I have similar worries about using the book as a classroom textbook, though I would definitely consider assigning some of the more essay-like chapters in a graduate seminar. Not only would the inaccessibility of many of the arguments stymie its use as a classroom text, but the book doesn't treat many of the topics with appropriate breadth for a textbook. For example, chapters 11 and 12 treat the topic of how to determine robustness among a set climate models. I would hesitate to use these chapters to teach students studying robustness in general, because many positions in the robustness literature receive cursory treatment. Winsberg is mostly keen to present what he sees as the most congenial analysis of robustness (Schupbach 2016), which he does cogently, but this means that the chapters don't give a broad introduction to the topic of robustness in philosophy of science. For the philosopher interested in climate science, this is fine; I found these chapters both apposite and persuasive. But the lack of breadth means that I wouldn't use them, as Winsberg suggests we might, as a way to teach the issue of robustness in an applied setting.
Similarly, many of the chapters lack depth, with Winsberg presenting a brief overview of an issue, putting forward his own position, and making too brief an argument for that position. Often there is little exploration of the ramifications of the argument or consideration of potential problems for his position. Again, as a stimulus to prompt philosophers to do more work on climate science, this is an effective tactic, but for other purposes I often felt as if chapters aborted just as they were getting to the good stuff.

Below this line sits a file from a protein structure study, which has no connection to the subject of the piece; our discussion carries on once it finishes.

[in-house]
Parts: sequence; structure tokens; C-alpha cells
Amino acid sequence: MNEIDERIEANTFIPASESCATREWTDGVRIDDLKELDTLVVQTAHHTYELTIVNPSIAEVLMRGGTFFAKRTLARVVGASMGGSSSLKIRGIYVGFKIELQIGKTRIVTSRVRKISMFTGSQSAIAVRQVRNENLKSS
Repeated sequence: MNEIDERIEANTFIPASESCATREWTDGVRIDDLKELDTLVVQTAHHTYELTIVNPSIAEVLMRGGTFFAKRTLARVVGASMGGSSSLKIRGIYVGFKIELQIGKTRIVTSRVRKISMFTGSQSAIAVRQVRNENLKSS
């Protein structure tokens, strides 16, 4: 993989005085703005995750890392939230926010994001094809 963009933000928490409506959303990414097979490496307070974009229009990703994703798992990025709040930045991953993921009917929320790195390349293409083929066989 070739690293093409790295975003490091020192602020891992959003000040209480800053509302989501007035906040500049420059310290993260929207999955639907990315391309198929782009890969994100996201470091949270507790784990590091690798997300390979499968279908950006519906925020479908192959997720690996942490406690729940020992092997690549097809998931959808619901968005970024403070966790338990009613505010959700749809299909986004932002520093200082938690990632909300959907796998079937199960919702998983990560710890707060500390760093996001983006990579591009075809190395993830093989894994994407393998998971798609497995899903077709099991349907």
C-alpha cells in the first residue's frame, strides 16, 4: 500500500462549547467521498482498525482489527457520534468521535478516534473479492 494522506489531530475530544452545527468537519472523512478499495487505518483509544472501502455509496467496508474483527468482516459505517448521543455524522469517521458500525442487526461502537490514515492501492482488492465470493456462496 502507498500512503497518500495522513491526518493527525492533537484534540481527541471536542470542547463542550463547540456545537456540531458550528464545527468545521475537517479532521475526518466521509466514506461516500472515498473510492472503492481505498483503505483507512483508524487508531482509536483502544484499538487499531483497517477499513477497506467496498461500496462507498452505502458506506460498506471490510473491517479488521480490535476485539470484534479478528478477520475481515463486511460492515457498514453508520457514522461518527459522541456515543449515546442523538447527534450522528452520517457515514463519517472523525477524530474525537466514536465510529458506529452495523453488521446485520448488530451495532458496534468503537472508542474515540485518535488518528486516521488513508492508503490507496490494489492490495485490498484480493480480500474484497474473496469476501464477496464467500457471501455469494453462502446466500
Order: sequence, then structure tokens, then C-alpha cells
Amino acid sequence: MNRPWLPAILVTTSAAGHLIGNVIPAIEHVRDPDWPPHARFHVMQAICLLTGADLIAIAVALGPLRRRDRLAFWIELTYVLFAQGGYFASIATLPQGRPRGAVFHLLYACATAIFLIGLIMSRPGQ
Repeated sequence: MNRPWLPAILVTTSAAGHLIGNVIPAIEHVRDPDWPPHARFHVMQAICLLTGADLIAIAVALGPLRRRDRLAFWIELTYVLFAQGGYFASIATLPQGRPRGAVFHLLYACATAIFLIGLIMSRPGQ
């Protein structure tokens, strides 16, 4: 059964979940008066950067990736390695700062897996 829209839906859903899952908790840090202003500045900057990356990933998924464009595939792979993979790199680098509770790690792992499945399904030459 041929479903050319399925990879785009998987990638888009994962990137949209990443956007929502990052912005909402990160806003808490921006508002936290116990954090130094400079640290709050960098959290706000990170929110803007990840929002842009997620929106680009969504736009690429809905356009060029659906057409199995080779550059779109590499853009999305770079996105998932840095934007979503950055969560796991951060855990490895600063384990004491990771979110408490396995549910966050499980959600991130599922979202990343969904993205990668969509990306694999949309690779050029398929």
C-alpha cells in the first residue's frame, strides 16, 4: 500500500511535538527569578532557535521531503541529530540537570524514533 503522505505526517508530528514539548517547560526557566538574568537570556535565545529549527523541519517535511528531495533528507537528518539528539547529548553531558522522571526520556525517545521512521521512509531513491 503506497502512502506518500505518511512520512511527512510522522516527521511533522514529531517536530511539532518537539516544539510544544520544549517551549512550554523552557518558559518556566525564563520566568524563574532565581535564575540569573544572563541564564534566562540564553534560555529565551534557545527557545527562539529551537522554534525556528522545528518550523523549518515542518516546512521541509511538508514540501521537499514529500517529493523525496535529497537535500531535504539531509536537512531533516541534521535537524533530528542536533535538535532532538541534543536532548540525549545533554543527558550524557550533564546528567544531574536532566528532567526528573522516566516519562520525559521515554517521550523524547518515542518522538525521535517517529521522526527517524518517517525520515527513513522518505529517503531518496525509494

For the rest of the review, however, let's set those issues aside. This may not be an all-purpose book on the philosophy of climate science, but it is a book that philosophers of science (and philosophically-engaged climate scientists) should be reading. Winsberg canvasses how both classic and recent topics in the philosophy of science matter to and can be informed by climate science. If you work in the philosophy of science or related fields like social epistemology, and want an answer to the question "how does my work matter in the real world?," Winsberg probably has an answer for you. Since the book is a collection of individual treatments not driven by a single thesis or arc, I'll illustrate its value by discussing only a couple of its topics. I'll recommend the book itself to those interested in the many topics I don't have space to address.
Among the chapters I'll leave to the side here are those which overlap some of Winsberg's previously published work. Some of his arguments for why most climate science is "immune to worries about the 'butterfly effect' that we associate with chaotic systems" (73) are found in Winsberg and Goodwin (2016). Similarly, his sophisticated discussion of the epistemology of climate simulation (Ch. 10) is grounded in ideas from his previous work on simulation, such as Winsberg (2010). While this book's application of these issues to climate science is worth a read, I'll instead present a couple of cases where Winsberg opens up some fertile new space for philosophers to engage with climate science.